The point here is that when something is of such a grand scale when you can’t wrap your head around an idea that seems too big for you to comprehend, when you think there is no way something is going to happen for you, remember that Rome was not built in a day as they say, and step by step, bite by bite, with a bit of incremental strategic planning, you will get there. So take your time; rushing makes no sense; you will get there, one bite at a time.
5- Nature is not something separate from us.
I knew I would spend the rest of my life fighting for more moments like these. When Nature surrounds me, I feel more like myself, more human, and more in sync with the things that count: my health, connection with other human beings and animals, the Earth, and the ocean; it is when I feel my most alive. We tend to see ourselves separate from Nature, yet WE ARE Nature. If we saw Nature as inclusive of our humanity as opposed to us vs. them, we would stand up for Mother Nature more harmoniously. Politicians would see it as a US problem and not a THEIR problem. Suppose we acknowledge that when we throw a piece of plastic on the ground, mistreat an animal, or consume more than we need, whether it be food, transportation, etc. In that case, we are inadvertently harming our own well-being, our health, our climate, and the future of other generations after us. Witnessing what Earth gives us with our own eyes will ignite an evaluation of what we reciprocate to her in return.
As we reached the top in just under 2 hours, my fear of heights suddenly made sense to me. It is less about altitude, the fear of death, or slipping and falling. It has almost everything to do with control—the inability to know the outcome and surrender to the moment before you. We have the obsessive need to confirm that we will be okay and make it to the other side before we even take the first step. We tend to automatically assume that if something is challenging, then it is dangerous. We must see the safety net before we leap.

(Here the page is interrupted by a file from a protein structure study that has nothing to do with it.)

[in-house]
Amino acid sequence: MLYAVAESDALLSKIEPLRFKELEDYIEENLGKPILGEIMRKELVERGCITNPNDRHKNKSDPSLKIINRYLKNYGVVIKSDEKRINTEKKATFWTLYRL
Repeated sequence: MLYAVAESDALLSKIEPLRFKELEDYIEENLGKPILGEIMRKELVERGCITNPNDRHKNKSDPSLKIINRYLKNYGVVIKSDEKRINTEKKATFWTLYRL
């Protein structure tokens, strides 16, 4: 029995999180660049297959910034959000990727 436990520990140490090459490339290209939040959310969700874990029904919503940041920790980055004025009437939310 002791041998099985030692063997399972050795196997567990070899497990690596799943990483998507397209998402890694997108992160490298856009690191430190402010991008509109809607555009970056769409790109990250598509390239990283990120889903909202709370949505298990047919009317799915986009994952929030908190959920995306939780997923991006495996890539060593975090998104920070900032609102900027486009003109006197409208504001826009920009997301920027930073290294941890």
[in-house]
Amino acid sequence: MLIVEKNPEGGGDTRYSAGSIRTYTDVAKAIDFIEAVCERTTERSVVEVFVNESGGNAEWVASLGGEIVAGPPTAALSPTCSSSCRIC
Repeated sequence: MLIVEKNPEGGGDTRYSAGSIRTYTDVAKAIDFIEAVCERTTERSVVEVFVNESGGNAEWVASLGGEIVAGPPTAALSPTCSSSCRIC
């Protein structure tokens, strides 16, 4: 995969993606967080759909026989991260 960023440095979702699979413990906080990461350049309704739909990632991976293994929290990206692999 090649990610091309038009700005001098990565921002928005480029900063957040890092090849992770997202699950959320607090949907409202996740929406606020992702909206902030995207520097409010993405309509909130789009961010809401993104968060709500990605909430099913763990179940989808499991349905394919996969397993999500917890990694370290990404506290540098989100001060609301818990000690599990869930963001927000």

The list of fears: of opinions, the status quo, the unknown, of change are not necessarily the things stopping us. It is the refusal of acknowledgment of those things. Once we acknowledge them, we can change how we see them.
Mount Batur gave me the gift of Liberation from the perceived fear of heights, which I presumed I would have to live with as part of my being, an extension of my identity. It liberated me from the hold of something that only existed by the power of my refusal to face it head-on.
When you get the chance to face that fear, I encourage you to give yourself the gift of Liberation.
What are some fears you look forward to crushing this upcoming year? What are some you have already beheaded? Tell me how you slayed your dragons in the comments; I’d love to hear from you! Until next time.
Your boy, Miggie